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Welcome to Indigo's Bookshelf!

We are a group of Florida Natives--Miccosukee, Seminole, Black, Latinix, queer and disabled--from the ages 12-20, who are passionate about kidlit and yalit.

We believe in the power of books to reflect, entertain and enrich our lives from the time we are young ones. We enjoy books in digital and bound copies, with texts and/or graphics.

We have experienced the bitter disappointment and danger of widespread Native misrepresentation, theft, cruelty and lies in books for all young readers.

This blog is dedicated to reviewing Native #ownvoices. To us, that means books written from an inside perspective by Native authors, with proper research, respect and authorization, first and foremost for young Native readers, but also to educate other young readers and their families.
We join our elders in calling to replace harmful, stereotypical texts in libraries, schools and homes.

This blog is named after our friend Indigo, a Q2S sixteen-year-old who took her own life in 2018
 Her beauty, courage and truthfulness still guides our actions and beliefs. 


  1. So glad to see that you have got this started. That's a beautiful photo of your dear friend Indigo, and honoring her this way is just lovely. Looking forward to reading what you all have to say!


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WE ARE GRATEFUL, Otsaliheliga, by Traci Sorell, Review by Alexis, 18, Eduardo, 18 and Ashleigh, 13

We have read this book many times since it was published in October 2018. It is a feast for the heart, eyes, voice and mind. Since we think it is a major work, that has already been awarded (and should receive further awards) and many of us have read and discussed it, we decided to do a group review.

Alexis: I heard a lot about this book before it was released. I was instantly intrigued by the concept of it and by the cover. The bright, distinctive artwork, the font of the title and, of course, the title in Cherokee and also in the Cherokee syllabary. I read it very quickly the first time. Probably because I was filled with expectation. I immediately thought it was beautiful and a much fuller book, with more information, than I had expected. I also thought the words and illustrations were a perfect combination.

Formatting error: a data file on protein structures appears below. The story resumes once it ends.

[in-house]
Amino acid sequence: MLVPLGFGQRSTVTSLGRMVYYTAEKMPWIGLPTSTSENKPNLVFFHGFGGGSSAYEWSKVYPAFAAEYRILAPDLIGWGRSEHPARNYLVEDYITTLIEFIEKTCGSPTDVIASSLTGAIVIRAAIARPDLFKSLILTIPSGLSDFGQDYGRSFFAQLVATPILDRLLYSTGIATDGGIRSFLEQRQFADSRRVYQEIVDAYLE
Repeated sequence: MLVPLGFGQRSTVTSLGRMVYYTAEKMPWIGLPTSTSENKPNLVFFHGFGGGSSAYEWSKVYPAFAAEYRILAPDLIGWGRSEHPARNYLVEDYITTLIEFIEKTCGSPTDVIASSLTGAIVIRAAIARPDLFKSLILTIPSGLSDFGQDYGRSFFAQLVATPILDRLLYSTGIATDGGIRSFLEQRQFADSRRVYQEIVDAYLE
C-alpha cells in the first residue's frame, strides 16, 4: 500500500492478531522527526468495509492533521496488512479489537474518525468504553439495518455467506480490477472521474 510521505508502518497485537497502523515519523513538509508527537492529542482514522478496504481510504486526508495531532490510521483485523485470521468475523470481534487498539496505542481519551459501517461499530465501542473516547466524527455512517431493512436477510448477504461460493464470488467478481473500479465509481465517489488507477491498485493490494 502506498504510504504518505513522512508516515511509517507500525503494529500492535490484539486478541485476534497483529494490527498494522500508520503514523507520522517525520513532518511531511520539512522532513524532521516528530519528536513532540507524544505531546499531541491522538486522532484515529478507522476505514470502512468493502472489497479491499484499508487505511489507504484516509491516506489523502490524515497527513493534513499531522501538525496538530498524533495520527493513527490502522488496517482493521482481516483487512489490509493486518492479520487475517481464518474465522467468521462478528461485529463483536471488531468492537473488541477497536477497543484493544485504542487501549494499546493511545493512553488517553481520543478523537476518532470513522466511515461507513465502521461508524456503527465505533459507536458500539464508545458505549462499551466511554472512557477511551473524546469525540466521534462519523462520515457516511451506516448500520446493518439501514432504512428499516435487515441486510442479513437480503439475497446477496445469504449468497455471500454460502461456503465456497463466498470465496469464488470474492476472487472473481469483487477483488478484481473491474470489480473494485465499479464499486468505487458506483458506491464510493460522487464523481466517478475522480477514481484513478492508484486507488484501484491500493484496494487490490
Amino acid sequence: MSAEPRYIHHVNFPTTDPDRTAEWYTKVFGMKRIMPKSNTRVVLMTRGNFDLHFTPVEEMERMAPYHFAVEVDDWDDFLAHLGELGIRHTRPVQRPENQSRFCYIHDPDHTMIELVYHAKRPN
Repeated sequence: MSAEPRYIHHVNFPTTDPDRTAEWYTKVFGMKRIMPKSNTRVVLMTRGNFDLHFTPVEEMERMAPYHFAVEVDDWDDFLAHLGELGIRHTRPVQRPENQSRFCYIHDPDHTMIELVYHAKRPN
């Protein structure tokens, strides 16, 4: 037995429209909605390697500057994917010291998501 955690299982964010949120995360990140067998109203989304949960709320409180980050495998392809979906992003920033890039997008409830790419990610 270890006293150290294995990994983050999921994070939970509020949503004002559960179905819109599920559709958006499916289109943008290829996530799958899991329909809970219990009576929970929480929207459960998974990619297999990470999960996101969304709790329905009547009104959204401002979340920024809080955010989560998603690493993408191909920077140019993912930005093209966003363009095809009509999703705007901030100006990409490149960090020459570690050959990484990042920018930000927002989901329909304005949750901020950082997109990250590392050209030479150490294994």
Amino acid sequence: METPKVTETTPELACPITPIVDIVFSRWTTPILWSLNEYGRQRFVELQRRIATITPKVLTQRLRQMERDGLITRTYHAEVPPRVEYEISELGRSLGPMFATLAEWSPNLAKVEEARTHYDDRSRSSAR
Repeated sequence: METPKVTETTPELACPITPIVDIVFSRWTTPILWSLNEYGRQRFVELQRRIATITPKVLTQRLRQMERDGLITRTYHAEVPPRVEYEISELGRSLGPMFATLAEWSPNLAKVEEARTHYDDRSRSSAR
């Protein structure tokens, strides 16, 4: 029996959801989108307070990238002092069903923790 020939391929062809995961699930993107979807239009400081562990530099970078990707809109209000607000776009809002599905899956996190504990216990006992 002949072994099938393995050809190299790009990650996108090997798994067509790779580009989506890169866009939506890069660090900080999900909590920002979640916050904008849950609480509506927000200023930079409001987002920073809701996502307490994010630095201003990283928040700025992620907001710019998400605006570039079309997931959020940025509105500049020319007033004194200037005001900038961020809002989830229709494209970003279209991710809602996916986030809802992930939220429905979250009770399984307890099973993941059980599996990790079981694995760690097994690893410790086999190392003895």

Eduardo. You know I'm a wannabe filmmaker, so, yeah, I immediately recognized that the book was the whole package. Author and illustrator worked perfectly together. I really …

For Your Consideration...

Do you know that 2018 was an AWESOME year for Native kidlit and yalit? Yet we are seeing hardly any of the books on the "mock" Caldecott, Newbery, Printz, Sibert Award blogs and year-end "Best of..." lists. We are overjoyed to see more POC #ownvoices recognized, though with little queer or disabled intersections, and these forums still seem dominated by White mediocrity and conformity.

Which leads us to ask--are mainstream lists and awards important? Yes, we think they are. They give books and authors more recognition and a wider audience.

We *deeply* love the American Indian Youth Literature Awards. They are presented every two years. The 2018 selections include some of our all-time favorite books!

We are also thrilled to see our mentor Native librarians and scholars getting the word out in *amazing* articles and interviews. By Alia Jones: "Native YA: Four Native American Authors on Their Messages for Teens." By Debbie Reese: 12 Picture Books That Show…